None of the title contenders have had an easy start to the J.League season, but while they have not had everything their own way they have shown exactly why they are the teams who will be challenging for the championship come December.

Gamba, for instance, had a difficult opening match against local rivals Cerezo – which came soon after both teams had been in ACL action in midweek – but they demonstrated tremendous resilience to recover not just from that rarest of thing – a missed Yasuhito Endo penalty – but also to re-take the lead almost instantly after Cerezo had got themselves back in the game.

Such recoveries were also on display in both Kashima and Nagoya, with the league’s other two heavyweights being frustrated on their own patches by the resilient and adventurous Omiya Ardija and Yokohama F. Marinos.

While defeats looked to be on the cards for both teams as the clock ran down, they both managed to salvage crucial points at the death though. These last-gasp goals not only ensured the sides didn’t start the season with a loss, but they will also have served as psychological boosts which will benefit the teams in two ways.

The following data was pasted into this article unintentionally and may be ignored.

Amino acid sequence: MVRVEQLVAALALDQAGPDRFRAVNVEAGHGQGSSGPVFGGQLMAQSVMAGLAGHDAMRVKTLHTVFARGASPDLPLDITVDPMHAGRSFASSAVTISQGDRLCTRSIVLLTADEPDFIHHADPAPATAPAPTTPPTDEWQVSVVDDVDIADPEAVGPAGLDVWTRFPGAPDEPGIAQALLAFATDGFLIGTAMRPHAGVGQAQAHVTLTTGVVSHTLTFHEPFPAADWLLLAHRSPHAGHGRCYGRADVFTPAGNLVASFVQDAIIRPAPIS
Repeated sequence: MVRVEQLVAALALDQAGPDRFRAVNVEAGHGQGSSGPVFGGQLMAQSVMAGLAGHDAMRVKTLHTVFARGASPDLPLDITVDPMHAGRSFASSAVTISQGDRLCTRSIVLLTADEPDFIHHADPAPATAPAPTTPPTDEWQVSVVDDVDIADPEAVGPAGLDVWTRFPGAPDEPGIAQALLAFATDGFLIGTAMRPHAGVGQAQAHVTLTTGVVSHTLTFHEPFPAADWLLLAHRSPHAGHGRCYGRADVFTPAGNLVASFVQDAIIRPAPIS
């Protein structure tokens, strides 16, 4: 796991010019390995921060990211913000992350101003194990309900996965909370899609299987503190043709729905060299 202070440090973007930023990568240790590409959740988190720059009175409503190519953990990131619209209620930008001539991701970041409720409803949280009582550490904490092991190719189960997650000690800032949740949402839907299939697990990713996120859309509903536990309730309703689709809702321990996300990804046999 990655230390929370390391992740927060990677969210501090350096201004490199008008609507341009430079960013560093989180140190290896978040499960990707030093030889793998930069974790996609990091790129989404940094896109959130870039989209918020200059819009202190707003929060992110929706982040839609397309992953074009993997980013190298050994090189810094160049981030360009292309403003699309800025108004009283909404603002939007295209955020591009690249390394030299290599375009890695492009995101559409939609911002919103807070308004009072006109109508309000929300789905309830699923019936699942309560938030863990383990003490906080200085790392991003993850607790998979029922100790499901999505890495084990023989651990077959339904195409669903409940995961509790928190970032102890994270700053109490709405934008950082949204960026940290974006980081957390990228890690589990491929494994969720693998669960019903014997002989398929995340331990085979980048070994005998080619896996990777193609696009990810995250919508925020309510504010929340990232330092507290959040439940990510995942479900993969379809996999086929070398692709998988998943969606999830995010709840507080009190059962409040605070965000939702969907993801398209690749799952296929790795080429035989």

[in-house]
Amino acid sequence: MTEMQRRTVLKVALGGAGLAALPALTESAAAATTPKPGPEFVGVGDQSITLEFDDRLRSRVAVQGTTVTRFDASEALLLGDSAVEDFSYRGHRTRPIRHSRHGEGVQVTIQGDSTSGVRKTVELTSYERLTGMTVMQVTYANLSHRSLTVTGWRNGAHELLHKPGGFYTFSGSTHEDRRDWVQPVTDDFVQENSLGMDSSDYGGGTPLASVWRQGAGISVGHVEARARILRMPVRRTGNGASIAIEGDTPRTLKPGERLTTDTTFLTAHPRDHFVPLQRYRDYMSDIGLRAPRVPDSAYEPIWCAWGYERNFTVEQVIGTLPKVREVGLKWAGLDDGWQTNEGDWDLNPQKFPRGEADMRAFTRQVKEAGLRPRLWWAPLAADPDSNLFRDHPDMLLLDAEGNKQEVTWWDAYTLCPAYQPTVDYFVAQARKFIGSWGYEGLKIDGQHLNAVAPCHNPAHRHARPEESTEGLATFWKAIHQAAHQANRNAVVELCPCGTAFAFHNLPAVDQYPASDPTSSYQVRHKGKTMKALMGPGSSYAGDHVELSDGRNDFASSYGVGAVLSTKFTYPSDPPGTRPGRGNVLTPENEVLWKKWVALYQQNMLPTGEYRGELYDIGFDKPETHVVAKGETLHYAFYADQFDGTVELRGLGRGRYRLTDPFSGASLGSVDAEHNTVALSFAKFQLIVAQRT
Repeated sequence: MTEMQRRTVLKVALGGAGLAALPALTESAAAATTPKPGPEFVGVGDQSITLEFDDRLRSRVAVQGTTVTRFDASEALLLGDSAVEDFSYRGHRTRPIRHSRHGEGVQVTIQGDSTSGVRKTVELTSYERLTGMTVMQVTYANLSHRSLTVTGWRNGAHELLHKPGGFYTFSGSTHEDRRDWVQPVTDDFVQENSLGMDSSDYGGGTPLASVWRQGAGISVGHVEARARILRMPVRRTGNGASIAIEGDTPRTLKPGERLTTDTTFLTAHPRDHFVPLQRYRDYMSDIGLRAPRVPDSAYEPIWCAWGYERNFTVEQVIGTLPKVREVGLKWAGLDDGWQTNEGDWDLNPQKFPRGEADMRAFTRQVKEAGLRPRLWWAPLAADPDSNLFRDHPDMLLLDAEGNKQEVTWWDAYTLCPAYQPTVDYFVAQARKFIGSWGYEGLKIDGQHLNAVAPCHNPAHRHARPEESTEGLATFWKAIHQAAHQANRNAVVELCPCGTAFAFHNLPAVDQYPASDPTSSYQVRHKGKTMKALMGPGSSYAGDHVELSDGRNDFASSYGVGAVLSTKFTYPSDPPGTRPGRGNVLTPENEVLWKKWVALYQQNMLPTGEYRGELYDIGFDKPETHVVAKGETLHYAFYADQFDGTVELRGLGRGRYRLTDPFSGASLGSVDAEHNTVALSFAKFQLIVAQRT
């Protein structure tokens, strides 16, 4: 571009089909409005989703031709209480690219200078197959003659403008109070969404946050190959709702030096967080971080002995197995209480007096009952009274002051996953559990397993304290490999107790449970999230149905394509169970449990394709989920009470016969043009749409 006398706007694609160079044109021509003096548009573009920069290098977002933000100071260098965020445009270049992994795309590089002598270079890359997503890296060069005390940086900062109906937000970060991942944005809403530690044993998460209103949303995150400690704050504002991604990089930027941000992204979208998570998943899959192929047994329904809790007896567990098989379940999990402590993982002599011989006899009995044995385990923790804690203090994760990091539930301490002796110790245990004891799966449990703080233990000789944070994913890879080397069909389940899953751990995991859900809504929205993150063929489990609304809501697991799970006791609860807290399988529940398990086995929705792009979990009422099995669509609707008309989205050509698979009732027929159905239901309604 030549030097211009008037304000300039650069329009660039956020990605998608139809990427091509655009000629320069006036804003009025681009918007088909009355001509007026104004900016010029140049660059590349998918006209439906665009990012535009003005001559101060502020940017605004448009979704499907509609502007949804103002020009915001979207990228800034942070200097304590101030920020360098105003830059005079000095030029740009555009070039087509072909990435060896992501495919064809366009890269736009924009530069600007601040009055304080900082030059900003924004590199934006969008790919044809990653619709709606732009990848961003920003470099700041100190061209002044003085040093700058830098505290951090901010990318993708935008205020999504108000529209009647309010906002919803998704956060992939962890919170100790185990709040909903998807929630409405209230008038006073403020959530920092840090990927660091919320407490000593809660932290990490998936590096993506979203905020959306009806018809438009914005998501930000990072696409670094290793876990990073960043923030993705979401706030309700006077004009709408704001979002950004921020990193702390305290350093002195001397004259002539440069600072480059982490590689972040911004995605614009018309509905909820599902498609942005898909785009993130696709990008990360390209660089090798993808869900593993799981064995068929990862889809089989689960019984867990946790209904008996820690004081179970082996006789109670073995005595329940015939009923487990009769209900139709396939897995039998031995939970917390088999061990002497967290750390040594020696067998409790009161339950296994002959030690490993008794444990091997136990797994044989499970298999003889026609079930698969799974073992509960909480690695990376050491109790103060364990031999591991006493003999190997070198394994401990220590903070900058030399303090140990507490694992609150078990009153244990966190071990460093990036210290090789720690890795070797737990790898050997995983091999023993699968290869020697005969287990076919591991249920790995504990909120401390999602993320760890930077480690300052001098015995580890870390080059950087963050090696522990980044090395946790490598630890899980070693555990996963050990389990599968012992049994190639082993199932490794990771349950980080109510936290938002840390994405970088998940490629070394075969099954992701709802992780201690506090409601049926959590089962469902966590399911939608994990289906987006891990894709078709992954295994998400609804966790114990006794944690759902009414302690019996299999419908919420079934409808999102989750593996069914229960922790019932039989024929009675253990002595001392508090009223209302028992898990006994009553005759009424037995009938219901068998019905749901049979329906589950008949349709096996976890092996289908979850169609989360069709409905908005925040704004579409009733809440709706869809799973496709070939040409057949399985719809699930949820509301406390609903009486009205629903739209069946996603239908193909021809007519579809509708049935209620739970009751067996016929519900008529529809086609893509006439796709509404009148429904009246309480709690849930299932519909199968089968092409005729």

Firstly, they themselves will take great confidence from their refusal to give up, and the realization that they always have a goal in them will serve them well as the season progresses.

Secondly, and perhaps more importantly, opponents will always have lingering doubts in the backs of their minds about the possibility of securing a win against either side.

Omiya had the lead three times against Antlers, and Marinos were beating Nagoya until the fifth minute of injury time but both teams took just a point back home with them instead of three.

This is no coincidence, and the results came about largely because the best teams always know how to adjust to their current set of circumstances.

Before the season kicked off Daiki Iwamasa and Oswaldo Oliveira were both asked if it was strange to come into the season not as defending champions. Their answers demonstrated the resolve that drove Kashima to three successive championships.

Iwamasa put a positive spin on the situation, saying, “In one respect it’s good that we can start the season as a challenger. We’re at a point where we have to be modest and humble about ourselves so it’s good.”

Oliveira, meanwhile, made it clear that his side must now react to the position they find themselves in, “(It’s) not strange. It really was a disappointment, but we have to know how to deal with this situation.
 


He then continued by exhibiting the enjoyment he gets out of having to adapt in this manner. “I love to prepare football teams, I love to see players growing and doing their best. This is what keeps me motivated.”

In a sense he approaches each season as if it were a puzzle, and relishes each new challenge as he looks to rearrange and fit the pieces accordingly to achieve success.